Visa announces microSD payment for mobiles

Visa Europe has announced today the launch of In2Pay, a system which uses a microSD card inside a mobile phone to make transactions.

The contactless payment system uses near field communications (NFC) technology via a microSD card called In2Pay, developed by DeviceFidelity. Not many mobiles have NFC technology built-in, which would allow contactless mobile phone payments, but the majority of smartphones, iPhones excluded, include microSD slots.

“One of the key challenges to the success of mobile payments is the supply and availability of NFC handsets,” said Mary Carol Harris, Head of Mobile at Visa Europe. Until NFC comes as standard in the majority of handsets, said Carol Harris, working with companies like DeviceFidelity will make NFC more accessible and speed up progress in mobile payment. 

The microSD card can also be used for storage, so mobile users will not have to choose between the functionality of NFC and the ability to store music and videos.

The In2Pay microSD card is based on the Secure Element industry standard and is EMV and Global Platform compliant. It supports Javacard, MiFare, and the Open Platform architecture to allow full integration with Trusted Service Managers and Wallet developers. The In2Pay APIs have been licensed out to several developers in efforts to create new mobile banking applications.

It is not clear just how secure the new technology is and how easily it could be abused. The fact that it can be stored within a mobile phone means that the loss or theft of your mobile means your bank account is also at risk, so we imagine a system for reporting such incidents in a similar manner to that of credit card loss or theft would be employed.

And what happens if your juice-hungry smartphone goes dead, as they tend to? Unless you find another device to use the microSD in you may not be able to make payments, unless you keep your old-fashioned credit card on hand as a backup, which kind of defeats the purpose of having a microSD payment card in the first place.

In2Pay is currently only available in Turkey, and only to BlackBerry owners who are also customers of Akbank, but Visa said it has plans to expand to other smartphones, including those by HTC, Samsung, LG, Nokia and Motorola. 

The iPhone won’t get this technology because it does not support microSD cards, but DeviceFidelity was not content to ignore the large Apple market and made an In2Pay contacless case for iPhones in May.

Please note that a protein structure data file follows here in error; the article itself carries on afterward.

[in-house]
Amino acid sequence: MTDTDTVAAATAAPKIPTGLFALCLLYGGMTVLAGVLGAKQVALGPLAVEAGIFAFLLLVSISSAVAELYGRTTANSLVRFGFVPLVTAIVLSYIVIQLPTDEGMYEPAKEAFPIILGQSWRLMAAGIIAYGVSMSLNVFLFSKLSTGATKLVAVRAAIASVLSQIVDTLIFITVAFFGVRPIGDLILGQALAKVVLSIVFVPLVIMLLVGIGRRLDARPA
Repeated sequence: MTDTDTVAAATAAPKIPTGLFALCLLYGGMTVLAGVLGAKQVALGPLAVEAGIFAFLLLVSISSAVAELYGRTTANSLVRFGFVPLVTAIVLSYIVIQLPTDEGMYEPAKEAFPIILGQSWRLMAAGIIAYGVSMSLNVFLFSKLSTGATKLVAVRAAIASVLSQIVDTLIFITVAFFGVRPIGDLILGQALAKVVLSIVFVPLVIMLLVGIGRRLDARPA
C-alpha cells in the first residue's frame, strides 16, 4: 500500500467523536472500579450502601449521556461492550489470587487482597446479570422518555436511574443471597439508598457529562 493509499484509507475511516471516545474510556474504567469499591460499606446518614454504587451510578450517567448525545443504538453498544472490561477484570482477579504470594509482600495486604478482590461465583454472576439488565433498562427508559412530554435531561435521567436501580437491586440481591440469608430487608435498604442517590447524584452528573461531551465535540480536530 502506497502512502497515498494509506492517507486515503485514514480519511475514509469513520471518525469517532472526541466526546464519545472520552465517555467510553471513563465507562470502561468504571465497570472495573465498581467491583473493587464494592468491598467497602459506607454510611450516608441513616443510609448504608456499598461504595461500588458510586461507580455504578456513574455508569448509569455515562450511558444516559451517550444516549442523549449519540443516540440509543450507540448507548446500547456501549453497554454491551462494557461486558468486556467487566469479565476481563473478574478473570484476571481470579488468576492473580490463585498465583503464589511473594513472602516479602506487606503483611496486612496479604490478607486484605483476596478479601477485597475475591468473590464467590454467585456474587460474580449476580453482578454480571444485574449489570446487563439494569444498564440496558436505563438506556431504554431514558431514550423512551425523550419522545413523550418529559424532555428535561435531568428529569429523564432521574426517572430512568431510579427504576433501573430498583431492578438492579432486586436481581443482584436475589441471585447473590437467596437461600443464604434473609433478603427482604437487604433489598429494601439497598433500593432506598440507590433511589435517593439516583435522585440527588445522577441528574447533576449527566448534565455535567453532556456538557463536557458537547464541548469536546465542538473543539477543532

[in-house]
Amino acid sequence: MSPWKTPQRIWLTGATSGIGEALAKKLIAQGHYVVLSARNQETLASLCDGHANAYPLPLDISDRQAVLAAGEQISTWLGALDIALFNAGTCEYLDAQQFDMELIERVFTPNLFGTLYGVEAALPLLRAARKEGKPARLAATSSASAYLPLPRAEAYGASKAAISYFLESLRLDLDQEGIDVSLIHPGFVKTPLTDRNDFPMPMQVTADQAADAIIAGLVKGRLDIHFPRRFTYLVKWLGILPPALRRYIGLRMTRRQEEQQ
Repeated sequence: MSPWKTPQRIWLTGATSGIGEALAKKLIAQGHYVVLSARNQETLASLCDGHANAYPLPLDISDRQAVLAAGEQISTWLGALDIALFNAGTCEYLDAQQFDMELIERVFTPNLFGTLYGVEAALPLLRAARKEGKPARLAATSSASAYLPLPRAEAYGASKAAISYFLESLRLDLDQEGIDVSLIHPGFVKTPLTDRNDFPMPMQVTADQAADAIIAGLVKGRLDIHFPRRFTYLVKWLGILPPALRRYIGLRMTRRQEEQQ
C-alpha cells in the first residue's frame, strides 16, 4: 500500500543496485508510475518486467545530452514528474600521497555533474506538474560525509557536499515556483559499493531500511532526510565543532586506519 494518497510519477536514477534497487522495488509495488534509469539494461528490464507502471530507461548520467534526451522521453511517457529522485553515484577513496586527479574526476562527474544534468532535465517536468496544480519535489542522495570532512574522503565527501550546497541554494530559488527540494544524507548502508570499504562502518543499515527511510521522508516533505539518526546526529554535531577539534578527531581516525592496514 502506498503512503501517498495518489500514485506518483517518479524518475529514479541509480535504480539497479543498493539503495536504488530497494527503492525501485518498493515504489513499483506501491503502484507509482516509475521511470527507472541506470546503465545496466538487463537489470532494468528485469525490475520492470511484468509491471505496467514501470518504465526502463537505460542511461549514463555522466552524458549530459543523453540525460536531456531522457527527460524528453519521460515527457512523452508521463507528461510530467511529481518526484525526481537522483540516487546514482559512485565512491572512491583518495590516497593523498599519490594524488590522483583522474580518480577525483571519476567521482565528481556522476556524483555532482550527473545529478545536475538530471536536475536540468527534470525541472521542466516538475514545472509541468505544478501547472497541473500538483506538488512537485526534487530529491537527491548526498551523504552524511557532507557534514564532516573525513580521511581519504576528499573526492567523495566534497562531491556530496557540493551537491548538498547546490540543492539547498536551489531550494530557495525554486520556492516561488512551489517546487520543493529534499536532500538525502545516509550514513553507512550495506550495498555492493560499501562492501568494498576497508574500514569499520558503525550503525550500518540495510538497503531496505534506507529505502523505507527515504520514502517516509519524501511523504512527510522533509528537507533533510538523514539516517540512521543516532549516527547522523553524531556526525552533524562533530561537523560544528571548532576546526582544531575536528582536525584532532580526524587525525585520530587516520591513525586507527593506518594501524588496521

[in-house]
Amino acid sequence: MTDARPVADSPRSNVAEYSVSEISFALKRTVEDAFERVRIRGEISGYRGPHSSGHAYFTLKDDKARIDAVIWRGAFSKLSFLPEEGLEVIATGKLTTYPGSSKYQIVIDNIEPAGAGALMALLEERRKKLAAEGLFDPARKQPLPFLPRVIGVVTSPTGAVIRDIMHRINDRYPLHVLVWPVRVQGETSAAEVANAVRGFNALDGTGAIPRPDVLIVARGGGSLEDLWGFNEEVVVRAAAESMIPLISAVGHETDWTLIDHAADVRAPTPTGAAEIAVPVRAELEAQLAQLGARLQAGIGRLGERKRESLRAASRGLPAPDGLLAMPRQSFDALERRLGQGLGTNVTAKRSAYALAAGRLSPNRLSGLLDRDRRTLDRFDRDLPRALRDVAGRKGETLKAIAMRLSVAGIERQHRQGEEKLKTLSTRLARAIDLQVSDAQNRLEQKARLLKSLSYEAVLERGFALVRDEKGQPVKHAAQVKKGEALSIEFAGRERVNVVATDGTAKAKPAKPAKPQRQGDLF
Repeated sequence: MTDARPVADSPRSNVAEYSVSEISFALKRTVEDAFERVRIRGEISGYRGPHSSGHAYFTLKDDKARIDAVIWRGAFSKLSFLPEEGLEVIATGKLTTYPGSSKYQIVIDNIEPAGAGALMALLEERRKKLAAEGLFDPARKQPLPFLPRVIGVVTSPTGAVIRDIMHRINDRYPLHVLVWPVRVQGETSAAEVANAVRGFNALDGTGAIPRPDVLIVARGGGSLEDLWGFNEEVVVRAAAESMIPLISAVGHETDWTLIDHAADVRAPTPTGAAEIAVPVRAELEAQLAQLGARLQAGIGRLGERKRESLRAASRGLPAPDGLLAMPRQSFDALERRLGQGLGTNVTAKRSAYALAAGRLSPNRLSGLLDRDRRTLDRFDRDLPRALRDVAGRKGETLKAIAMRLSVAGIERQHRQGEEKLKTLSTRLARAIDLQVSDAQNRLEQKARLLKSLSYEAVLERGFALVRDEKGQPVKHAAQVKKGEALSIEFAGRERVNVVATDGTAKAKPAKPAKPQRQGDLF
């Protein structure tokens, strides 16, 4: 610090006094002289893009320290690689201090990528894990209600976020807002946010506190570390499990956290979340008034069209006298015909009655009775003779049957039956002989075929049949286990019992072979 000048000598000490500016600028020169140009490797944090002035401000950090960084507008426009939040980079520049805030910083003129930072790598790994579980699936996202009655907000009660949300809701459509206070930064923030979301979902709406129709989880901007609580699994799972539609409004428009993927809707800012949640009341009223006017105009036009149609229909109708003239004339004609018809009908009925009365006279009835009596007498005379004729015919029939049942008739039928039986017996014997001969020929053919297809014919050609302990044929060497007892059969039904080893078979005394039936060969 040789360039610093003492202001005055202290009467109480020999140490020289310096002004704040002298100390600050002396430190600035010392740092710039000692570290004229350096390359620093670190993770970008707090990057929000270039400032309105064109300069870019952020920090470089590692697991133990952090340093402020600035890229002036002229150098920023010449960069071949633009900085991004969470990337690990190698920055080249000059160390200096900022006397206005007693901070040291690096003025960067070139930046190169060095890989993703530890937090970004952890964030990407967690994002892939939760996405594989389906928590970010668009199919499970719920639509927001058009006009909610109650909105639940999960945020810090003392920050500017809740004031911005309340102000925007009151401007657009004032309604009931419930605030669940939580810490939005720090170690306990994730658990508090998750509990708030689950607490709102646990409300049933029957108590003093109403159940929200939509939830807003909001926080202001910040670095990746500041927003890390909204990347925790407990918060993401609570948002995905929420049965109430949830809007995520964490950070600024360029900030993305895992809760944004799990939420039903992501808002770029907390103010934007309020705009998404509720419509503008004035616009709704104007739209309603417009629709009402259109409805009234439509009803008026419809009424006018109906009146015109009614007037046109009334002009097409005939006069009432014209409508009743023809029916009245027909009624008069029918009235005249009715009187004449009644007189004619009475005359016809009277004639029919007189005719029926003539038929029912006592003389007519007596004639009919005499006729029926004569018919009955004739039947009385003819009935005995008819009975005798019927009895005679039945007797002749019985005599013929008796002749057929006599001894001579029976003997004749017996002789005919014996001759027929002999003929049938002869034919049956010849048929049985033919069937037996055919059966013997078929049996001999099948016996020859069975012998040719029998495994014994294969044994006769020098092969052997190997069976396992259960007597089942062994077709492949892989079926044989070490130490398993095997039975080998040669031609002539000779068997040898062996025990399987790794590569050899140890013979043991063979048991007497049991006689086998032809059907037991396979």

It has not been confirmed, but Visa has suggested that this technology may be rolled out to other countries throughout Europe in the near future.

*Update TechEye spoke to Mary Carol Harris, head of Mobile Visa Europe, about the new payment system, addressing some of the concerns we raised. 

We asked her what prompted the microSD approach. She said: “Visa Europe sees mobile payments as a strong customer proposition for people in a hurry. Trial results and customer insight surveys have shown strong customer traction based on speed and convenience.  Everyone has a mobile with them so it is convenient to use for payments, and also faster and more secure than using notes and coins.”

As far as added benefit is concerned she told us: “People always carry their mobile phone and usually have it immediately to hand.  The aim is to make the payment process even simpler, faster and more convenient by making contactless payments using mobile phones and credit cards at all high-traffic points of sale (e.g. supermarkets, vending machines, etc.)”

She added: “The new technology will enable consumers to use their mobile devices to make simple, secure and convenient Visa mobile payments at merchant locations with contactless acceptance.”

We asked about the potential risks of the new payment system and what kinds of protections were in place. Harris told us that there are multiple layers of security protection in place, including password protection on the Visa mobile payment application, advanced security technology to uniquely identify each contactless transaction for the prevention of counterfeit fraud, transactions being backed through Visa’s processing network and analysed in real-time for potential fraud, and the potential to immediately deactive an account if the mobile device is reported as lost or stolen, just like a standard credit card.

As for the mobile phone going dead, she said: “As of today, the mobile needs to have some battery in order for the consumer to make the payment.” So, better charge up, bring a spare battery, or don’t destroy that credit card just yet.

We asked if Visa believes this is the way forward for the industry and if there are any plans to bring the technology to other regions. Carol Harris told us that Visa Europe is currently in discussions with a range of banks, wireless operators, handset manufacturers, and retailers about bringing mobile payment options out to more consumers.

She said that over the last two years Visa has been working with key market players to test mobile payment services, SMS transaction alerts, merchant offers, and money transfers. She revealed that a number of trials have been organised throughout Europe, including Finland, France, Italy, Poland, Portugal, Spain, Switzerland, UK and Turkey.

Harris said “To bridge the gap between more these handsets becoming available Visa is investing in contactless accessories such as microSD that can be added to existing handsets. These may be an answer for the short to medium- term to enable early commercial solutions and to keep momentum going.”